As Questions Swirl Around Tesla’s Superchargers, the Race Is On to Fill the Power Gap


Familiar says Revel is less concerned about the material effects of the Tesla layoff than the “cultural impact, tacking onto pessimism around EVs recently.”

New York City officials seem confident someone will fill in the Tesla-sized charging gap. City programs ensure “that any provider doing business in NYC has a reliable, growing customer base, and one provider backing out of a lease is a great opportunity for another to snap it up, especially if that site is power-ready,” a spokesperson for the NYC Taxi and Limousine Commission, Jason Kersten, said in a statement.

In Maspeth, Gordon says he’s already heard from several charging companies interested in leasing the land once intended for Superchargers.

Power Puzzler

In recent months, the Tesla Supercharger network has been cited as a bright spot in a company troubled by new competition from Chinese car companies and legacy automakers, questions around the slackening electric vehicle market, falling revenues, and most recently, a series of rolling layoffs. Tesla customers have said the company’s public charging stations are generally reliable and well maintained, and a huge selling point for Tesla-curious buyers. Last summer, the energy research organization BloombergNEF predicted that Tesla could bring in $7.4 billion in charging revenue by the end of the decade, constituting some $740 million in profit—not a shabby side hustle for an auto manufacturer.

At the time of the reported layoffs, Tesla’s charging team had just pulled off a decisive coup by convincing the entire US auto industry to use its plug. In return, Tesla dangled to other automakers—and their customers—a public charging network that’s remarkably reliable and well developed, especially when compared to the shoddier records of their closest charging rivals.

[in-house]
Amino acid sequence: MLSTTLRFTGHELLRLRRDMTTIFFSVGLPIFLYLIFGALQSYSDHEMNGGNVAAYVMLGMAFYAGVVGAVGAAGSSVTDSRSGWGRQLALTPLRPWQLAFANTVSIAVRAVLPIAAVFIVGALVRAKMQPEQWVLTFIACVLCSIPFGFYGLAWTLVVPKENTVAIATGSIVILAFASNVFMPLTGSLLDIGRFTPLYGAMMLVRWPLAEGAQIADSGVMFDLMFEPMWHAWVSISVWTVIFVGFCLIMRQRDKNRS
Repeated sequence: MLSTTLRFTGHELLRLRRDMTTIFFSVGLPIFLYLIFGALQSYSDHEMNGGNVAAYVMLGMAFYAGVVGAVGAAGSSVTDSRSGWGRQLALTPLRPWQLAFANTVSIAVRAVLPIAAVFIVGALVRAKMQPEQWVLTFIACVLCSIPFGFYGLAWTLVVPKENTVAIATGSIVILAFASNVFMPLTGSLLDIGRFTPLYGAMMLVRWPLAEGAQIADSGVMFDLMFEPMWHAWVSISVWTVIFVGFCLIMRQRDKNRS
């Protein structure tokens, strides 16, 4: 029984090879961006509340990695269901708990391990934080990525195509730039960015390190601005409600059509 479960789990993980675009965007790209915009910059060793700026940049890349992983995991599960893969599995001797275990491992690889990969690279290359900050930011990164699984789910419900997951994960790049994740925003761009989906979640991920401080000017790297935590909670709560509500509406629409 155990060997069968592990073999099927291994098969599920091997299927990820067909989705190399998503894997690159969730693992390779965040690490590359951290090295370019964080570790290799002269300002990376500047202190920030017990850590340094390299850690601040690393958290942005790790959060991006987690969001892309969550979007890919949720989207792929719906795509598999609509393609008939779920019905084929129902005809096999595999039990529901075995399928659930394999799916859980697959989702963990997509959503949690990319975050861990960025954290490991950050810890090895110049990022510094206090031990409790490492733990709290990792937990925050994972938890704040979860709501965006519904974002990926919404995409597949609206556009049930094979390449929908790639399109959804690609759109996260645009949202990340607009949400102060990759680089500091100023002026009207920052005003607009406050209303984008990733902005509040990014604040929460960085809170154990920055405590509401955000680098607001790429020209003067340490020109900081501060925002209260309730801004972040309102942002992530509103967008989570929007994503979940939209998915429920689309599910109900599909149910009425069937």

In financial filings submitted just last week, Tesla previewed its expansion plans for its charging network. As other automakers adopt the Tesla plug, “we must correspondingly expand our network in order to ensure adequate availability to meet customer demands,” the company wrote.

Tesla last fall officially handed over work on the plug standard to the Society of Automotive Engineers, a global standards organization. Jeff Laskowski, a spokesman for the group, said that work to finish that plug standard was “well underway” and expected to wrap up by the end of this year.

It is not unusual for companies given government grants to change direction or give them back, sources involved in government grantmaking told WIRED. In statements and interviews, those involved in building, selling, and developing electric vehicle charging said that Tesla’s sudden about-face on charging might affect the short-term future of public charging infrastructure, but not the long-term electric transition.

A spokesperson for the federal Joint Office of Energy and Transportation, the authority overseeing electric vehicle infrastructure in the US, said that, because each individual state runs a competitive process to choose who will build charging networks, “we don’t expect individual business decisions to impact EV charging projects funded by the Bipartisan Infrastructure Law,” the 2021 federal legislation that earmarked money for the charging infrastructure.

Industry players said that while Tesla’s move was very unexpected, it could signal that the automaker believes other charging firms have caught up to it and are ready to take on the responsibility—and the capital costs—of building out the network that will make electric cars go.

Competitors said the abrupt shift might even be an opportunity. In a statement, Sara Rafalson, the executive vice president of policy and external affairs at the charging company EVgo, said her company would soon begin to build Tesla plugs onto its chargers. “We welcome the opportunity to serve more Tesla vehicles and remain steadfast in our commitment to serve all electric vehicle models,” she said.



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